DUNEDIN, Fla. -- This is a team that already has set a modern spring-training record for Most Players Asking Directions to Just About Everywhere.
This is a team that spent the winter spending its way back onto the baseball radar screen.
This is a team that could win the AL East and (miracle of miracles) not be named the Yankees or Red Sox.
This team is your 2006 Toronto Blue Jays. And they are an official baseball conversation piece again, after a relentless winter assault on the old transactions column.
"It was amazing," says center fielder Vernon Wells. "You'd wake up in the morning, look at the ticker on ESPN and see who we signed now."
Well, they didn't quite pull off a signing every morning. But it felt like it.
That, friends, is offseason transacting at its finest, even if it wasn't exactly at bargain rates.
But the story of the 2006 Blue Jays actually began four years before the turbo-driven general manager, J.P. Ricciardi, started handing out five-year contracts the way some people hand out business cards.
In fact, this is a tale that began before Ricciardi was even employed by the Blue Jays.
It was November 2001. Ricciardi and team president/CEO Paul Godfrey were having the first face-to-face conversation of their lives. The technical term for this conversation, we believe, would be "job interview."
This was how J.P. Ricciardi laid out his blueprint for the future of a team that had just won 80 games -- only two fewer than the Red Sox: "You need to blow up your whole organization and start over."
And Paul Godfrey's response (more or less) was: "You're hired."
So Ricciardi began steering this reeling franchise down the winding road that would lead it to this time and place: Guillotining face-of-the-franchise players. Firing managers, coaches, scouts and executives -- many of them holdovers from the fading glory days. Chopping payroll. Blowing up the entire player-development philosophy.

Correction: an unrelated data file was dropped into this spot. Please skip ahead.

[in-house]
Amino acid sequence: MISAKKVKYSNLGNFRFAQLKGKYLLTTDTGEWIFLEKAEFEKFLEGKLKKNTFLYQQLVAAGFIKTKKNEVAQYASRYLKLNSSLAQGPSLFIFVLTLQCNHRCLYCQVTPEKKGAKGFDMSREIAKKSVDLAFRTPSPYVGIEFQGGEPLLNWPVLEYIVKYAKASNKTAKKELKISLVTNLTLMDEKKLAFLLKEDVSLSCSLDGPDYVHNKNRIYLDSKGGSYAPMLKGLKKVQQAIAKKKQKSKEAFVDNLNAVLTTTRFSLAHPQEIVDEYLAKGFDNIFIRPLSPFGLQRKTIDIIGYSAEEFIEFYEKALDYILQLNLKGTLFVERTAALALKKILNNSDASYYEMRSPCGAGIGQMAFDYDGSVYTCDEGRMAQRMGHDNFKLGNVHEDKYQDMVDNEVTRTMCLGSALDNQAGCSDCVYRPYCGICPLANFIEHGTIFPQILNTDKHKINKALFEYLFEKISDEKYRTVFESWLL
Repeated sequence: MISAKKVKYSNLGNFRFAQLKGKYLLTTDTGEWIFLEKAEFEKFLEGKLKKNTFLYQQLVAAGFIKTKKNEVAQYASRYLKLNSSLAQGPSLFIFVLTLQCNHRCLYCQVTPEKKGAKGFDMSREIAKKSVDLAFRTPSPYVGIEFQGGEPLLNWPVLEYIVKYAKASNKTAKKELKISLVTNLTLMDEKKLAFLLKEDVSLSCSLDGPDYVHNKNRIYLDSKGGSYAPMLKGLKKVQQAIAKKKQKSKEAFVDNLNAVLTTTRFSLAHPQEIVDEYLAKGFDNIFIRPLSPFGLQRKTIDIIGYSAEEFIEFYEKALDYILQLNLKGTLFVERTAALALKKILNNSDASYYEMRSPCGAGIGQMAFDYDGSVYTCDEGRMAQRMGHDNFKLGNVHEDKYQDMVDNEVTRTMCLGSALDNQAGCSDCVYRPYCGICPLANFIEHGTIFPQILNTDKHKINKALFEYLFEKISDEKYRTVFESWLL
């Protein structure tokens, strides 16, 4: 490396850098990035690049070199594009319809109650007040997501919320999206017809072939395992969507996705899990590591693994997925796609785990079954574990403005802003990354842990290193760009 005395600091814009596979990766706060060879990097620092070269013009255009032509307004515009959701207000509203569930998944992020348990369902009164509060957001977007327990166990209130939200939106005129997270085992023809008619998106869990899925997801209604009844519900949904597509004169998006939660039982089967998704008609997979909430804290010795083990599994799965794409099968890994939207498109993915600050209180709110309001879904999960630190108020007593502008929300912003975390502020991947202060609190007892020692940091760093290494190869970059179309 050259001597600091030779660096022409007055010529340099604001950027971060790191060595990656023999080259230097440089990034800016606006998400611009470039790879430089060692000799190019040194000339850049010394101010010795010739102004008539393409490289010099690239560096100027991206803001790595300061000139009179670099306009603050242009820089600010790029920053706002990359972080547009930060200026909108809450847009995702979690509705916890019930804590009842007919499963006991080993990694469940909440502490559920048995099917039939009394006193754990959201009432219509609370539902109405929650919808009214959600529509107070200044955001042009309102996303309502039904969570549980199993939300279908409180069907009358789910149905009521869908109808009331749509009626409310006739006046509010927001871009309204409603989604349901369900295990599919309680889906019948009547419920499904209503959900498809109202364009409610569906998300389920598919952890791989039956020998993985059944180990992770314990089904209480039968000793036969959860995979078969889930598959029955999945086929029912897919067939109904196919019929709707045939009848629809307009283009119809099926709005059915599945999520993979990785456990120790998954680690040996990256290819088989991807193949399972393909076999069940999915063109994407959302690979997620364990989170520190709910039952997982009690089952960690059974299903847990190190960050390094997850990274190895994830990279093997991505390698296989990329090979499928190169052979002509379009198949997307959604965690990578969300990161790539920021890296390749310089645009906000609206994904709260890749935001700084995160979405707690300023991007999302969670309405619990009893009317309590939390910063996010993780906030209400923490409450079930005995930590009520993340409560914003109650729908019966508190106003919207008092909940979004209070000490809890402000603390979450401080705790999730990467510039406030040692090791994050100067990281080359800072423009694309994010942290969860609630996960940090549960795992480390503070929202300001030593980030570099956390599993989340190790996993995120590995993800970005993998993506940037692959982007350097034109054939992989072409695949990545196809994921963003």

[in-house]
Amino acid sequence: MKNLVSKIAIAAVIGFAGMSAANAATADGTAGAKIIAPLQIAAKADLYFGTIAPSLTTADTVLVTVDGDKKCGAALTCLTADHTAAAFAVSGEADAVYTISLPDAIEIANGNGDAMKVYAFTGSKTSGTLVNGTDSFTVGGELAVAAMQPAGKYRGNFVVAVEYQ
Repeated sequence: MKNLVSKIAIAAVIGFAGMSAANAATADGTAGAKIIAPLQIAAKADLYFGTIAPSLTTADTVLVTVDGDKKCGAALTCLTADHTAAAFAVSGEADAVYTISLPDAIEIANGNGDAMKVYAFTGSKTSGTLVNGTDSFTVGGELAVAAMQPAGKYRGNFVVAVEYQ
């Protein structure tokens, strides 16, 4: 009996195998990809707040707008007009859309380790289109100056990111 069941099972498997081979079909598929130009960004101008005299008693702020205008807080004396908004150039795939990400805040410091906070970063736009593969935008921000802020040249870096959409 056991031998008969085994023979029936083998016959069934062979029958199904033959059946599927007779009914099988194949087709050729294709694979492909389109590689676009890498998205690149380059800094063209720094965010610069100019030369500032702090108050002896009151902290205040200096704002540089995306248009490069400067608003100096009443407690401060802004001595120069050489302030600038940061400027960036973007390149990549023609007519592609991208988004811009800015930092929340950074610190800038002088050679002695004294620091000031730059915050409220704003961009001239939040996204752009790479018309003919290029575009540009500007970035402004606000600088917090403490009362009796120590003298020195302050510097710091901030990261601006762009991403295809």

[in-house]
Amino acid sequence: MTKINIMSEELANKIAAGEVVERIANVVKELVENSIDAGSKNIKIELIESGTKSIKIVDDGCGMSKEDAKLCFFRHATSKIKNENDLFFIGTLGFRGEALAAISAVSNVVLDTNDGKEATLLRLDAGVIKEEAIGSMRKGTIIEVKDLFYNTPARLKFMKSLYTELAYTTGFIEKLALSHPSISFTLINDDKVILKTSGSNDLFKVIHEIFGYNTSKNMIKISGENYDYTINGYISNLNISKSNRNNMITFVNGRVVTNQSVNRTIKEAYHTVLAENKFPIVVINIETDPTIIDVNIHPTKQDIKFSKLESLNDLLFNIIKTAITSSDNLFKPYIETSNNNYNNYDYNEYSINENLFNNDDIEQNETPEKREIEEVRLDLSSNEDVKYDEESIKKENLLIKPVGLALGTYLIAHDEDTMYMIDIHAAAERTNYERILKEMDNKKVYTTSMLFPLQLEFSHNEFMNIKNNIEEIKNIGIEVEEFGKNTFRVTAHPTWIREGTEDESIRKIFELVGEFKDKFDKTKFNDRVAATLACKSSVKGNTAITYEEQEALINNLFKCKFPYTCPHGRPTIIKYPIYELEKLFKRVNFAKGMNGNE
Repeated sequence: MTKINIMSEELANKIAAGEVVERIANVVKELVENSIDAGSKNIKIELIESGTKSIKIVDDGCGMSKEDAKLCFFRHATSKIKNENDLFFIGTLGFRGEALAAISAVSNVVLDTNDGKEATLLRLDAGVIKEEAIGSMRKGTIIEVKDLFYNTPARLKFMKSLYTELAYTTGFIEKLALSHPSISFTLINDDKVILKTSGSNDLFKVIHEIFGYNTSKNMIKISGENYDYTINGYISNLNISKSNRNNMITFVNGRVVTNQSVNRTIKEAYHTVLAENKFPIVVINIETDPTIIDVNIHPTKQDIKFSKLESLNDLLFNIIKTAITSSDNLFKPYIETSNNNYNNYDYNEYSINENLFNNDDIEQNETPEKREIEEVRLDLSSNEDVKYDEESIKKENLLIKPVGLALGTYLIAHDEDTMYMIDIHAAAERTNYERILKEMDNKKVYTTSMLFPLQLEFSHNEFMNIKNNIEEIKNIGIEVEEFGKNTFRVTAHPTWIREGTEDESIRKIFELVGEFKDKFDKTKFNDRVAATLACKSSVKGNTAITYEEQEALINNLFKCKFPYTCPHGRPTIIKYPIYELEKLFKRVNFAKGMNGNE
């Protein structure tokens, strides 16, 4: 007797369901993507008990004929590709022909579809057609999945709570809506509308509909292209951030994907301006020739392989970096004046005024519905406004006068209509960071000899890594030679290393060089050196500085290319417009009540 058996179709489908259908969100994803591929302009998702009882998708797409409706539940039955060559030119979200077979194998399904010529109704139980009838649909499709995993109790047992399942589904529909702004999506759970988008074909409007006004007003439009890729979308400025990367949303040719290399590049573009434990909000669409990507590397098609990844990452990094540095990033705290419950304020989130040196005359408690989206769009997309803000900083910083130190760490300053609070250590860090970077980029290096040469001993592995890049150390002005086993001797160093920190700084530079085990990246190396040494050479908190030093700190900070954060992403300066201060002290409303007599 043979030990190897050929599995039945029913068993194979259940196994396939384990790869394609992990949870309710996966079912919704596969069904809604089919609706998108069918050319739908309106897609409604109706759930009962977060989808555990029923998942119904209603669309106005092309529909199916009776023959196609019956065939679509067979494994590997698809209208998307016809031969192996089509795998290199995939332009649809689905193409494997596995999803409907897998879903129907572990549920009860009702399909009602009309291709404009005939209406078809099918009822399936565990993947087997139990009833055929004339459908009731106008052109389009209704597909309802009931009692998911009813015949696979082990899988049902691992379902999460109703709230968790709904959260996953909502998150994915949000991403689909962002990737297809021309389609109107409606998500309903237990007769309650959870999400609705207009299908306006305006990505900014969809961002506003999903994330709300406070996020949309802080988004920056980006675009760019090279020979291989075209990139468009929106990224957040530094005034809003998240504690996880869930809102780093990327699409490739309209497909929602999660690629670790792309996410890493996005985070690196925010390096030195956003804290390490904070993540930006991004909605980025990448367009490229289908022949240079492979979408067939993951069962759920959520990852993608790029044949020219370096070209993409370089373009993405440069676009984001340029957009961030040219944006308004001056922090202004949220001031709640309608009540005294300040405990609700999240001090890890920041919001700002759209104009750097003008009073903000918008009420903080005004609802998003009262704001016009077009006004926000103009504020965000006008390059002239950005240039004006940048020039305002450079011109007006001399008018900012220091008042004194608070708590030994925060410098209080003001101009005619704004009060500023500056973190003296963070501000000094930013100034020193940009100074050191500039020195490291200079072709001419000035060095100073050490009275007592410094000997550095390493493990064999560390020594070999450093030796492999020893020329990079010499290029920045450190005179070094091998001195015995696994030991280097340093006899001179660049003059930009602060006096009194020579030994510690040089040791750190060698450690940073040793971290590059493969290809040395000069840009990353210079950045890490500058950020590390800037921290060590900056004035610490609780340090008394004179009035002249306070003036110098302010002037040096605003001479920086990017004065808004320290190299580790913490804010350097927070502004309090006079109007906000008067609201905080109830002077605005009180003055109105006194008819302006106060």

And taking the heat he and Godfrey both knew would be coming -- with all of it.
"That was the other thing I said to Paul [four years ago]," Ricciardi says now. "I said, 'We're going to get criticized. We're going to take our lumps in the media. It'll be open season.' "
But they rope-a-doped their way through it, convinced they were doing what had to be done. Then their owner, Ted Rogers, dumped a major slew of Canadian dollars into Ricciardi's lap and said: "OK, now go win."
So here they are, talking that winning talk. Nevertheless, it's safe to say that not everyone in baseball thinks the Blue Jays are ready to go win -- no matter how many checks they wrote this winter.
"To me," says one scout, "they're just a pretty stalking horse" -- for (who else?) New York and Boston.
But it's tough to name another team on the American League map that improved at five positions (third base, first base, catcher, rotation and bullpen). And while it's true we're talking about a club that won fewer games last year (80) than the Brewers (81), we're also talking about a club that was a line drive off its ace's shin away from possibly winning a lot more than that.